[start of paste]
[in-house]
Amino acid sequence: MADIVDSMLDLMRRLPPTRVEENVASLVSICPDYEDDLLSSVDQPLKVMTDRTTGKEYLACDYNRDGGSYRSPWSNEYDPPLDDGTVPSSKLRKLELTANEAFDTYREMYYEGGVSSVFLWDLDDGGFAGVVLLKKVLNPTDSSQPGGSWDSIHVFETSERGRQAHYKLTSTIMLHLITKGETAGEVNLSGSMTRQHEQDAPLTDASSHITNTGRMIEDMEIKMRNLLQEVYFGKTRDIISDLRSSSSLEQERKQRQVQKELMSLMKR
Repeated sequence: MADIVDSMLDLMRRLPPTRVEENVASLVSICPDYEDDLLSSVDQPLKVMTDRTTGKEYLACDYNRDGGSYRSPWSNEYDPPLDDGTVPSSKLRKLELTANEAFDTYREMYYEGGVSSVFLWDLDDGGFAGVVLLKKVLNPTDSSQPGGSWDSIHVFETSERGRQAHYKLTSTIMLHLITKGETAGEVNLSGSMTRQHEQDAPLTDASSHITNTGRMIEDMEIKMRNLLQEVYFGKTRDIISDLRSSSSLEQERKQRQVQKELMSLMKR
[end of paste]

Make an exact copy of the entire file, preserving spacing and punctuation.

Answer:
[in-house]
Amino acid sequence: MADIVDSMLDLMRRLPPTRVEENVASLVSICPDYEDDLLSSVDQPLKVMTDRTTGKEYLACDYNRDGGSYRSPWSNEYDPPLDDGTVPSSKLRKLELTANEAFDTYREMYYEGGVSSVFLWDLDDGGFAGVVLLKKVLNPTDSSQPGGSWDSIHVFETSERGRQAHYKLTSTIMLHLITKGETAGEVNLSGSMTRQHEQDAPLTDASSHITNTGRMIEDMEIKMRNLLQEVYFGKTRDIISDLRSSSSLEQERKQRQVQKELMSLMKR
Repeated sequence: MADIVDSMLDLMRRLPPTRVEENVASLVSICPDYEDDLLSSVDQPLKVMTDRTTGKEYLACDYNRDGGSYRSPWSNEYDPPLDDGTVPSSKLRKLELTANEAFDTYREMYYEGGVSSVFLWDLDDGGFAGVVLLKKVLNPTDSSQPGGSWDSIHVFETSERGRQAHYKLTSTIMLHLITKGETAGEVNLSGSMTRQHEQDAPLTDASSHITNTGRMIEDMEIKMRNLLQEVYFGKTRDIISDLRSSSSLEQERKQRQVQKELMSLMKR